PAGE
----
The Automobile Restored New England’s Forests

The Automobile Restored New England’s Forests

In Vermont, there are lush woods. As you wander through forests, “it’s not unusual to come across an old mossy stone wall, left from a time when Vermont, and the rest of New England, was mostly field and pasture…New England’s farms were reclaimed by tenacious pine, cedar, and birch.” That’s thanks to the automobile, notes Human Progress. “Before we had cars, we relied on horses and mules—millions of them. In cities, they carried riders, delivered goods, and pulled cabs, wagons, omnibuses, and fire engines. On farms, they cleared land, plowed fields, and turned mills. As America’s cities rapidly expanded, so too did their stables and those of the farmers that fed them.”

The population of horses and mules in America rose from 5 million in 1850 to 10 million in 1870 and 25 million in 1900, before peaking at around 28 million in 1910. Vast amounts of land were used for hay production to feed horses. “Nationally, the number of acres used for hay production grew from 30 million in 1880 to 72 million in 1909 and has since declined to around 55 million.” Much of that remained in New England, even as farmers of other types of crops moved west. Four million acres of land just in New England were used to grow hay from 1880 to 1909. But after 1910, those acres gradually stopped being used to grow hay as people shifted to using automobiles rather than horses:

This was mostly because hay has a relatively low value for its volume, making it less economical to transport long distances than something like grain. As long as there were horses in New England’s cities, much of their hay would be grown locally.

Horses began to decline in the early 20th century as cars and trucks (and, to some extent, electric streetcars) replaced the legions of draft and riding horses in cities. Farm horses were gradually superseded by tractors and trucks but persisted in large numbers until mid-century.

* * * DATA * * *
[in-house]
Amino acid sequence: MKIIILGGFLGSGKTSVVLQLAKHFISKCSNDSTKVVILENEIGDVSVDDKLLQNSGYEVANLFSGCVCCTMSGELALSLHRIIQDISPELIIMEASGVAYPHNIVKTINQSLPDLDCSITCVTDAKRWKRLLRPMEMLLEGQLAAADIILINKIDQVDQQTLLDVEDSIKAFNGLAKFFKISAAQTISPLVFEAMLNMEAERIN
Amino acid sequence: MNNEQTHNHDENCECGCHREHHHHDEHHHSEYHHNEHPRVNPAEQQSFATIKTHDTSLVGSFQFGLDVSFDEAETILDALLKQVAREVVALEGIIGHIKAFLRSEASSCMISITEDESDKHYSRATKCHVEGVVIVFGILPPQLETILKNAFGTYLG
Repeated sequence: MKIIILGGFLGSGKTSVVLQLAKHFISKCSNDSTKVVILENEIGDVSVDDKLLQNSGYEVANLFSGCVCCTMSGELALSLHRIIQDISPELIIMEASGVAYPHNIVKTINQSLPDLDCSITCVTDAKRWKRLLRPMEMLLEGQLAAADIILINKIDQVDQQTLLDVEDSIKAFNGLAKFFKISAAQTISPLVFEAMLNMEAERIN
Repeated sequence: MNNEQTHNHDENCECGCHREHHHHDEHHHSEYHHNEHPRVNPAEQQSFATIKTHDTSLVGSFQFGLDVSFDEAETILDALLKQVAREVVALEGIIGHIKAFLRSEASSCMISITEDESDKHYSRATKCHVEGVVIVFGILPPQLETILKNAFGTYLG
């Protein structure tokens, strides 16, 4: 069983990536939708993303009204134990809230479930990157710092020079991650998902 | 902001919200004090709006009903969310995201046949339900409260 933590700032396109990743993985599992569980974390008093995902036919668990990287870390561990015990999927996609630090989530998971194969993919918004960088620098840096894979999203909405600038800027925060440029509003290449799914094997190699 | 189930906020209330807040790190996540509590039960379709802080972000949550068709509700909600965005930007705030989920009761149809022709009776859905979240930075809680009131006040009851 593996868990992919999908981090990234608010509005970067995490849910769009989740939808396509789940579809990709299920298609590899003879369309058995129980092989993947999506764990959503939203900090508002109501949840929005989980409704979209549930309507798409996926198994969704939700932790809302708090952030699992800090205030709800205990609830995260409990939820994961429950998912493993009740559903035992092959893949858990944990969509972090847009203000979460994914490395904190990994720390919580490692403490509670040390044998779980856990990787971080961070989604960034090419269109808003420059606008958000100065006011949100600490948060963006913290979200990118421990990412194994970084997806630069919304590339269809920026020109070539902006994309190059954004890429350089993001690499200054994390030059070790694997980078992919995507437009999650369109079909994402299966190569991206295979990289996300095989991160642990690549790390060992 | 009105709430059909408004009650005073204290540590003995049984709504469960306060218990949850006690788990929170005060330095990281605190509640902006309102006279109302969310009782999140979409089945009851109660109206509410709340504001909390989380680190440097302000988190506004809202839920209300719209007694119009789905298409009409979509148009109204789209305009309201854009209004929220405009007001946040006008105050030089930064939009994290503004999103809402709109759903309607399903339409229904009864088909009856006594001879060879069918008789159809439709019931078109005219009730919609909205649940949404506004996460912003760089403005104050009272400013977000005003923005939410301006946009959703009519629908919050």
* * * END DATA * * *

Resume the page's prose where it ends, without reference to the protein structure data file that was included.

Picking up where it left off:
As Anne Green writes in Horses at Work, “Horse populations dropped off from east to west. After 1910 the states with the largest horse populations were all west of the Mississippi.” By 1949, there were just over two million acres of hayfields left in New England, and by 2017, fewer than one million.

From a conservationist’s perspective, cars beat horses because of energy density. A well-worked draft horse could eat 30,000 calories of hay and oats each day, or the output of four acres of fertile 1930s cropland. A modern delivery van driving 100 miles a day (doing the work of multiple teams of horses) might consume 10 gallons of diesel fuel, refined from a tiny fraction of a typical oil well’s daily production. Each gallon of diesel contains around 35,000 calories (if only horses could digest it) and comes from underground reservoirs, leaving the surface mostly untouched.

Cars also don’t have to be kept alive. An idle horse needs 10,000 to 15,000 calories per day just to keep breathing; an undriven car needs none. Electric vehicles have the potential to spare even more land. With a footprint of 12 acres—enough land for just three horses—California’s Diablo Canyon nuclear power plant can power over four million Teslas driving 40 miles a day (roughly the American average). That should hammer in how incredibly perverse it is that we use over 50 million acres of U.S. farmland to grow feedstock for biofuels.

Back in the 1930s, lamenting the horse’s decline and its economic effect on farmers, the Horse Association of America extrapolated from the 1900 horse-human ratio and calculated that 54 million acres of U.S. farmland had been spared by the automobile. The country’s population has nearly tripled since then, and we live much richer lives. If our cities were fed by horse plow and our packages delivered by horse cart, hundreds of millions of acres of our forests would now be meadow.

In other news, monarch butterflies are no longer endangered. A baby beaver was recently born in London for the first time in 400 years. Last year, beavers were reintroduced to England’s capital city as part of a flood management project. “The semi-aquatic rodents were hunted to extinction in the 16th century during the Elizabethan era as they were predominantly killed for their fur and meat.”

Recently, carnivorous plants were reintroduced to English wetlands.

LU Staff

LU Staff

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